'Deflate-Gate' scandal brews before Super Bowl

CUPERTINO, Calif. (KGO) -- In the latest NFL scandal, "Deflate-Gate", many are wondering if New England Patriots quarterback Tom Brady gain an advantage on Sunday by throwing under-inflated footballs.

As you probably know by now, our sister network, ESPN, is reporting that 11 of the 12 footballs used by the Patriots on Sunday, were not inflated to NFL standards. Serra High School product Brady has said he likes them that way. But how much of a difference does it really make?

The Patriots beat the Colts, 45-7, in Sunday's AFC Championship game, but since then, allegations of cheating brought to the surface. NFL sources told ESPN, 11 of the patriot's 12 game balls were under-inflated by two pounds per square inch. Analysts say there may have been an advantage.

"The softer football is easier to handle, and perhaps would lead to increased offensive efficiency for the Patriots," ESPN NFL Insider Field Yates said.

ABC7 News spoke to De Anza College head football coach Dan Atencio. He said, "In my opinion, with 12 footballs, you have to have a mass conspiracy to get those all deflated."

De Anza football equipment manager Pete Rabbitt explained the simplicity of the pump. He said, "Deflating it, is just a matter of taking this valve off the pump, stick it in the hole here, and the air is going to come out, and that only takes a couple of seconds to remove a few pounds."

In NFL play, while on offense, each team uses their own footballs which are allowed to be slightly modified, but they have to be inspected and approved by a referee before the game. After that, no alterations are allowed, how the weight of the ball fell under the league's standards is anyone's guess.

"The ball goes through the ref's hand, the coach's hands, through the ball boy's hands, the quarterback, the players' hands. No one knows who deflated the balls or how it even happened," De Anza College cornerback Damon Lashaul said.

Controversy is nothing new for Patriots head coach Bill Belichick. In 2007, the league fined him for videotaping an opponent's sideline signals during a game.

Regardless of what happens with this latest accusation, the Patriots are headed to the Super Bowl and while student athletes say it's important to play fair, they believe the under-inflated balls shouldn't have made much of a difference.

"How much does it have an effect on the game? The score was what, 45-7? With deflated balls, you're not going to change that score," Lashaul said.

ABC7 Sports anchor and former 49ers receiver Mike Shumann, talks about the difference is between deflated footballs and regular ones. (Jan. 21, 2015/ABC7 News)


ABC7 Sports anchor explains advantage of deflated footballs

ABC7 Sports anchor and former 49ers receiver Mike Shumann, who played eight years of pro football and played in Super Bowl XVI, weighs in on this controversy.

Is there really an advantage in having a deflated football?
Shumann says: The argument can go both ways. Game day footballs are brand new, hard as rocks and slick. A football with a normal amount of pressure is tough to grip, especially if you have smaller hands.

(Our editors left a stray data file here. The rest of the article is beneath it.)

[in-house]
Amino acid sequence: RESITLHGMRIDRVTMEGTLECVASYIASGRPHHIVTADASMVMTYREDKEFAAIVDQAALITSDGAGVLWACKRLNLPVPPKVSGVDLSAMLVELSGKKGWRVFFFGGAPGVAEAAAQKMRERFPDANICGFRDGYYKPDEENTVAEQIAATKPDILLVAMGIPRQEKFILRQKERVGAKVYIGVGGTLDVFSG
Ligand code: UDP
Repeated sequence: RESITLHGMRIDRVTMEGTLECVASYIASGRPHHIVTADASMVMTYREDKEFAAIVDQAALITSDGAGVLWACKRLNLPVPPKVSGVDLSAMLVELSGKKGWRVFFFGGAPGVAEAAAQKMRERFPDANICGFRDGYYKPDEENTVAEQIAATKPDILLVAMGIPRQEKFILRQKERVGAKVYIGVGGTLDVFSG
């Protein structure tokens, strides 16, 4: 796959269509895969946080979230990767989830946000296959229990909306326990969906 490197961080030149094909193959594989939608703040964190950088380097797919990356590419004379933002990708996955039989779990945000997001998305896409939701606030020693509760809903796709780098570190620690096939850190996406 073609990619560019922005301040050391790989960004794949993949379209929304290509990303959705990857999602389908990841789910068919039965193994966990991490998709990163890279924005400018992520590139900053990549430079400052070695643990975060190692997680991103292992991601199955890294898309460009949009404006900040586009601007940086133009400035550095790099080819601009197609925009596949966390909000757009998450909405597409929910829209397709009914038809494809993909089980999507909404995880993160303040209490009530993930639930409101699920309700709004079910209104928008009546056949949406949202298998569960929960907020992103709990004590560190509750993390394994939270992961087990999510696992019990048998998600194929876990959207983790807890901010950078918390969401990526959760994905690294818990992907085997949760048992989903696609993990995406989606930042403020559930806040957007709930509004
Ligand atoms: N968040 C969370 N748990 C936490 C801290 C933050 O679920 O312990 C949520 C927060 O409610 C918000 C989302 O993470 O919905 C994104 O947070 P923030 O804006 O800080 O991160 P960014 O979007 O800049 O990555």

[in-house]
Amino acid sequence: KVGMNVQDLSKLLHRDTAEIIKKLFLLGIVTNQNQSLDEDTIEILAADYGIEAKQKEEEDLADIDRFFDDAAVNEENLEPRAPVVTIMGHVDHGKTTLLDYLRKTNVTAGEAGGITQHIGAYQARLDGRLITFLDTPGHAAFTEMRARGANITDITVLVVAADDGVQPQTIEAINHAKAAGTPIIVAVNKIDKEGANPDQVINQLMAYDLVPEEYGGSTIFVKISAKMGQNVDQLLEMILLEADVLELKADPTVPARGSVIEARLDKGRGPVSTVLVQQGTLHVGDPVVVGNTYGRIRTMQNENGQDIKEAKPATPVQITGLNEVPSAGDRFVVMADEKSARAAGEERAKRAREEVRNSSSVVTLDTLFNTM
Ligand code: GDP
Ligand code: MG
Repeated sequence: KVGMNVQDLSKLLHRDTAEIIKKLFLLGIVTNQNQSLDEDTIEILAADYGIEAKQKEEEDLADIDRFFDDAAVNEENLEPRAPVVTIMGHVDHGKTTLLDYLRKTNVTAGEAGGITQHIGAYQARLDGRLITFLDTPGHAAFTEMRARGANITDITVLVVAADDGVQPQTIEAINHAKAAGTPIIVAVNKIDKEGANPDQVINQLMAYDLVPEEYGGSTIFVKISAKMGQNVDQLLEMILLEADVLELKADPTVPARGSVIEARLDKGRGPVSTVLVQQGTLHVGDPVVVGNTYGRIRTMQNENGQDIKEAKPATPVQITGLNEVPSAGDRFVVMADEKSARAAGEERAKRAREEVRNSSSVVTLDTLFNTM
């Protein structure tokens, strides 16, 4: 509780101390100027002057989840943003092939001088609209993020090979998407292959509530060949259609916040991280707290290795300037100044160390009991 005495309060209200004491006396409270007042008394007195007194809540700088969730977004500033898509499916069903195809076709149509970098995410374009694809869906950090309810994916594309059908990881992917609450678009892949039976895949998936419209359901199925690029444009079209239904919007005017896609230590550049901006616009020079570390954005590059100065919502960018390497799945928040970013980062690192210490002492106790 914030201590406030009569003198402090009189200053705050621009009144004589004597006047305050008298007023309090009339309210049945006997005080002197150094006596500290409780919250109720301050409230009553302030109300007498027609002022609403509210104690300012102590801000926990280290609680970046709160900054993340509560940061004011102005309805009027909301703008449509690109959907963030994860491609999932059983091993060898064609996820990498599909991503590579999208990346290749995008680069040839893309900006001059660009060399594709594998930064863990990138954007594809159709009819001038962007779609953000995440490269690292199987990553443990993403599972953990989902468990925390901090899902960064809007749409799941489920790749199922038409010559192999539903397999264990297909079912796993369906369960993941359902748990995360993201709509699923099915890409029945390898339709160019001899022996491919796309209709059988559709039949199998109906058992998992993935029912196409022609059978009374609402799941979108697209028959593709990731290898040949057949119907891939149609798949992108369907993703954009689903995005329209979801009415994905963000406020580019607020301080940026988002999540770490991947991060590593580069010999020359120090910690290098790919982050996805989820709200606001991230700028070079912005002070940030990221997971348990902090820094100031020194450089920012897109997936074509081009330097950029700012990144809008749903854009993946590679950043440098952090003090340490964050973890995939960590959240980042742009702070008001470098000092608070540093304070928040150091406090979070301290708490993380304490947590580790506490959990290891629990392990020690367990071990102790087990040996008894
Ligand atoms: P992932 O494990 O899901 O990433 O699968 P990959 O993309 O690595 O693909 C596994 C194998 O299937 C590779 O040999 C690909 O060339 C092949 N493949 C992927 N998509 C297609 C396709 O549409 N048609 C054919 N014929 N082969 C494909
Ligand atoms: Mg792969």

If you add cold conditions, like rain or snow, yes it would be an advantage if there was less pressure in the ball, as a quarterback or could grip the ball at the top a lot easier. That way you couldn't cause a fumble, the ball travels a lot easier, and it's easier for wide receivers to catch it.

Sports anchor and producer Colin Resch and I had the chance to throw a deflated ball around and I'd say yes, the team's ball with less pressure is easier to throw and catch. While on the other hand, fumbles can be created with a ball that is harder, due to grip pressure.

But once the game begins, and you don't know the pressure has been altered, as a wide receiver, you catch anything thrown your way.

Is this a new trend in the NFL or has this sort of thing always been going on?
Shumann says: I have to imagine this has been going on since Day 1 of the NFL. Equipment managers I've talked with said you can deflate a ball in two seconds and after officials check them, it has never been an issue. Most wide receivers wear gloves now due to the fact the balls are so rigid, add velocity like on a Colin Kaepernick throw, and it is tough to catch.

So is it cheating?
Shumann says: The issue here is integrity. Belichick claims he had no idea and if so, then does it comes down to Brady asking to deflate the footballs? A former Oakland Raider once said if you aren't cheating you aren't trying hard enough. Regardless, there is a gage from 11.5 to 13.5 pounds per square inch you have to adhere to.

Could the NFL reverse the outcome of Sunday's game?
Shumann says: No, but if coach Belichick did in fact know, with his background of cheating, this could warrant a suspension next year because a fine does nothing to these franchises. A loss of a draft choice could also be a deterrent, but for now, it's something to talk about in the dead week of the Super Bowl. With the patriots beating the Colts 45-7, I don't think it made a difference in this particular game.

Maybe a rule change is in order to keep officials in charge of the footballs throughout the entire game and don't turn it back over to the team.
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